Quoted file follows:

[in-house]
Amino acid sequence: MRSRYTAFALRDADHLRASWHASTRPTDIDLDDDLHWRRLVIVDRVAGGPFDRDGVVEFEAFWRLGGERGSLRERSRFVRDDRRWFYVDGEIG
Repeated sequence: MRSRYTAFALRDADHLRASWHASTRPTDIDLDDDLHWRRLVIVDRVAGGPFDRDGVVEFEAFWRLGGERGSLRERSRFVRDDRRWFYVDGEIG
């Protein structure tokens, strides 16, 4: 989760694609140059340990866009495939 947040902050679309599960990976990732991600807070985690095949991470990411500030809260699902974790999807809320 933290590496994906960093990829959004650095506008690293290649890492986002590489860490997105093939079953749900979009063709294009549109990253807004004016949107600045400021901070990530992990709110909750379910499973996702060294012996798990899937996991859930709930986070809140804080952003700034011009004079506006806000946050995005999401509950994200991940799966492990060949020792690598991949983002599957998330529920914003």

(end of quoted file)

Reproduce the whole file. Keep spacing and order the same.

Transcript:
[in-house]
Amino acid sequence: MRSRYTAFALRDADHLRASWHASTRPTDIDLDDDLHWRRLVIVDRVAGGPFDRDGVVEFEAFWRLGGERGSLRERSRFVRDDRRWFYVDGEIG
Repeated sequence: MRSRYTAFALRDADHLRASWHASTRPTDIDLDDDLHWRRLVIVDRVAGGPFDRDGVVEFEAFWRLGGERGSLRERSRFVRDDRRWFYVDGEIG
């Protein structure tokens, strides 16, 4: 989760694609140059340990866009495939 947040902050679309599960990976990732991600807070985690095949991470990411500030809260699902974790999807809320 933290590496994906960093990829959004650095506008690293290649890492986002590489860490997105093939079953749900979009063709294009549109990253807004004016949107600045400021901070990530992990709110909750379910499973996702060294012996798990899937996991859930709930986070809140804080952003700034011009004079506006806000946050995005999401509950994200991940799966492990060949020792690598991949983002599957998330529920914003």